Marie goes to her friend Alexia’s isolated family farmhouse for the weekend. During the night, a psychopath attacks, murdering the family and kidnapping Alexia. Marie pursues the psychopath and tries to save Alexia.
This is a brutal movie, with terrific tension and horrific gore. The twist at the end doesn’t feel earned–it was certainly never set up in a way that could have tipped off even the most astute viewer–but I’m willing to forgive it for the unrelenting violence and psychic trauma that leads up to it. It’s on par with The Strangers for home invasion horror, and Raw for blood spatter and Francophone psychosexual terror.
A boy living in a farming community comes to suspect his neighbor, an English widow, is actually a vampire, who he suspects is responsible for the mysterious disappearance of two of his friends. After his father’s brutal suicide, the boy’s brother comes home and starts an affair with the neighbor, which the boy tries to disrupt when signs of the vampire’s effects on him become apparent.
This movie is strong on concept, but weak on execution. The ideas in it are really interesting–I like the way it slowly unfolds that the boy’s brother has been away in the Pacific during nuclear weapons testing, and the way he and his friends misinterpret the neighbor’s grief and isolation as signs of vampirism. But the acting is melodramatic, and some important plot points–in particular the friends’ abductions, and the father’s history of homosexuality and possible pedophilia–are left dangling.
Two high school boys skip school to drink, smoke, and goof off in an abandoned mental hospital. In the basement they find a woman chained naked to a table, apparently in a strange undead state. One boy wants to keep her as a sex slave, and one boy wants to liberate; both plans lead to gruesome consequences.
This movie has a similar vibe to The Corpse of Anna Fritz: toxic masculinity, the perils of peer pressure, borderline necrophilia. “Anna Fritz” is the better movie, with a much more satisfying conclusion, but “Deadgirl” has some moments of real tension and stays on-message without becoming preachy.
An American artist who has made a series of dioramas of the scenes of mysterious disappearances is invited to the Irish home of a former priest involved in one of the vanishings, and is commissioned to create a model of a grotto near his house. The priest’s assistant has strange ulterior motives in the invitation, and the priest is unable to warn the artist of the danger she’s in.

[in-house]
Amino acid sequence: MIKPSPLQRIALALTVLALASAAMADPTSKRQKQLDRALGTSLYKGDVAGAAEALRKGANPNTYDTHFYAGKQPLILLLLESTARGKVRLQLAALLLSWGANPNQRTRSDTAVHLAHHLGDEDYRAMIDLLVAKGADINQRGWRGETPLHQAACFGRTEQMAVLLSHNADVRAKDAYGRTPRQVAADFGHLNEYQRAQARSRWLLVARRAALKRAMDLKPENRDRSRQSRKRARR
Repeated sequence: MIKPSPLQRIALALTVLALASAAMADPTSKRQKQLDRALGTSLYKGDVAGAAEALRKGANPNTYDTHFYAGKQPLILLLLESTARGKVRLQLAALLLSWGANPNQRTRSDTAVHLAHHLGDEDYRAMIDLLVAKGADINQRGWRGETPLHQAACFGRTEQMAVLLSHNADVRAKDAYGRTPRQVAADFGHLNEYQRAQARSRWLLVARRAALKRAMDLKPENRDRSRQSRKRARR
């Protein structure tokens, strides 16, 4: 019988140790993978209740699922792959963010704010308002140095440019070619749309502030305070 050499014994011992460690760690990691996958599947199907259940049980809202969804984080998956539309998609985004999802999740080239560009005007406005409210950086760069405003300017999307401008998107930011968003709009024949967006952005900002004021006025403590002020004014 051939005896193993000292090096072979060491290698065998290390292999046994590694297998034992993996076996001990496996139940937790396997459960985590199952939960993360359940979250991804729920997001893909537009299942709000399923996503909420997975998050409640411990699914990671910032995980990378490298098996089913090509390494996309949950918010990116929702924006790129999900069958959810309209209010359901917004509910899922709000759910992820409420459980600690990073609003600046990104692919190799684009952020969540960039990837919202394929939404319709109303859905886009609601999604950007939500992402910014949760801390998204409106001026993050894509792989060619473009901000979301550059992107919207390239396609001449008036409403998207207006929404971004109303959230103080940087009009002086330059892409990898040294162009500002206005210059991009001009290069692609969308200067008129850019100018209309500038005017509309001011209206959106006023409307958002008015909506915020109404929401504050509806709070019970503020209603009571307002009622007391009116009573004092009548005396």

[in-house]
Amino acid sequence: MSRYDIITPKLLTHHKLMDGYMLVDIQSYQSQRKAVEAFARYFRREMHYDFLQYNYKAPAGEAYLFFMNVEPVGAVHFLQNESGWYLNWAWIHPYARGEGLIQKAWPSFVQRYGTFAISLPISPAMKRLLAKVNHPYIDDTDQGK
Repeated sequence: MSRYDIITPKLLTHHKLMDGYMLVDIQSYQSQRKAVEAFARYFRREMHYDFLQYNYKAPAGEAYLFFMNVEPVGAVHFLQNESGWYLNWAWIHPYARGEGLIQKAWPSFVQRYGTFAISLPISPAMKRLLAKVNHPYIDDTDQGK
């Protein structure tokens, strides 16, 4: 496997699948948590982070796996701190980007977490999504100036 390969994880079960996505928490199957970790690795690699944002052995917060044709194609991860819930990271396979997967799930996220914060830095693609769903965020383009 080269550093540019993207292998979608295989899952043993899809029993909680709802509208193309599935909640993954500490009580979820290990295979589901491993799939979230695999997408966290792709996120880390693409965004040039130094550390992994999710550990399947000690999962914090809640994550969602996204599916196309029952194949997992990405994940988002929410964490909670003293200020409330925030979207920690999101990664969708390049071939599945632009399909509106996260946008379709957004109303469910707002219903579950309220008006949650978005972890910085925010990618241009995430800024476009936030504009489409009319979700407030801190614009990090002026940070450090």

Woodsy grottoes, statues of Mary, lush bogs, a creepy old house, and constant rain provide the mood for this movie. It’s really much more mood than plot that moves this story along, with its constant movement between dreaming and waking and the dreary atmosphere. Overall a good movie, with a few creepy moments and an interesting premise, but it wraps up a little too neatly and never really provides any scares.
A band of deserters from the English Civil War are compelled by an alchemist (with the assistance of some psychedelic mushrooms) to dig a hole in search of buried treasure. Things get weird.
This is a strange and disorienting movie, cycling through almost Monty Python-like slapstick, psychological torture, mysticism, and historical re-enactment. There’s bawdy humor, grim death by musket, stinging nettles, and some frightening screams.
Sean lives in a trailer in the woods with his cat Kaspar, working on alchemical experiments with plans to raise a demon and gain worldly wealth. His sanity and health deteriorate, and worldly wealth certainly does not follow from his efforts.
I enjoyed this quiet, sad little movie. Sean is strange but likeable, and his dreams of wealth–a mansion in the woods filled with Doritos, Gatoraide, and Little Debbie snacks–are charming in their pathetic lack of imagination. His past is never explained, but there are hints that suggest he’s not running away from much happiness. His decline, probably sped by the fact that he can’t find the psychiatric meds that his friend Cortez delivered along with some groceries, is sad to watch.